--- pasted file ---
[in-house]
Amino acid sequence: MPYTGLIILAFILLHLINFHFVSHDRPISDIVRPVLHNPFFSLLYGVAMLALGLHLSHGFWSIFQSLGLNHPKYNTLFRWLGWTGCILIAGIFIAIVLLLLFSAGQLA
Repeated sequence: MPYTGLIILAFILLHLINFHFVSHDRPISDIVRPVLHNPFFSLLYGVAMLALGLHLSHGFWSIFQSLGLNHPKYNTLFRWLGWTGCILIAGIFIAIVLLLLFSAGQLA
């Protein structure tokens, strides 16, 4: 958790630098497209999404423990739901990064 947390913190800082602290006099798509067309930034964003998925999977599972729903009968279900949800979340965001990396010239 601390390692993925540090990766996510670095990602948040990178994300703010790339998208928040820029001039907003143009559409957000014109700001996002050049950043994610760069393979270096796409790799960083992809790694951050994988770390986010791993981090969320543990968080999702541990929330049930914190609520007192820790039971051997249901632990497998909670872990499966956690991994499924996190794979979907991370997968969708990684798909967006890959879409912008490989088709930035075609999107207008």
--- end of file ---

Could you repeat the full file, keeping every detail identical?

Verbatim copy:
[in-house]
Amino acid sequence: MPYTGLIILAFILLHLINFHFVSHDRPISDIVRPVLHNPFFSLLYGVAMLALGLHLSHGFWSIFQSLGLNHPKYNTLFRWLGWTGCILIAGIFIAIVLLLLFSAGQLA
Repeated sequence: MPYTGLIILAFILLHLINFHFVSHDRPISDIVRPVLHNPFFSLLYGVAMLALGLHLSHGFWSIFQSLGLNHPKYNTLFRWLGWTGCILIAGIFIAIVLLLLFSAGQLA
């Protein structure tokens, strides 16, 4: 958790630098497209999404423990739901990064 947390913190800082602290006099798509067309930034964003998925999977599972729903009968279900949800979340965001990396010239 601390390692993925540090990766996510670095990602948040990178994300703010790339998208928040820029001039907003143009559409957000014109700001996002050049950043994610760069393979270096796409790799960083992809790694951050994988770390986010791993981090969320543990968080999702541990929330049930914190609520007192820790039971051997249901632990497998909670872990499966956690991994499924996190794979979907991370997968969708990684798909967006890959879409912008490989088709930035075609999107207008």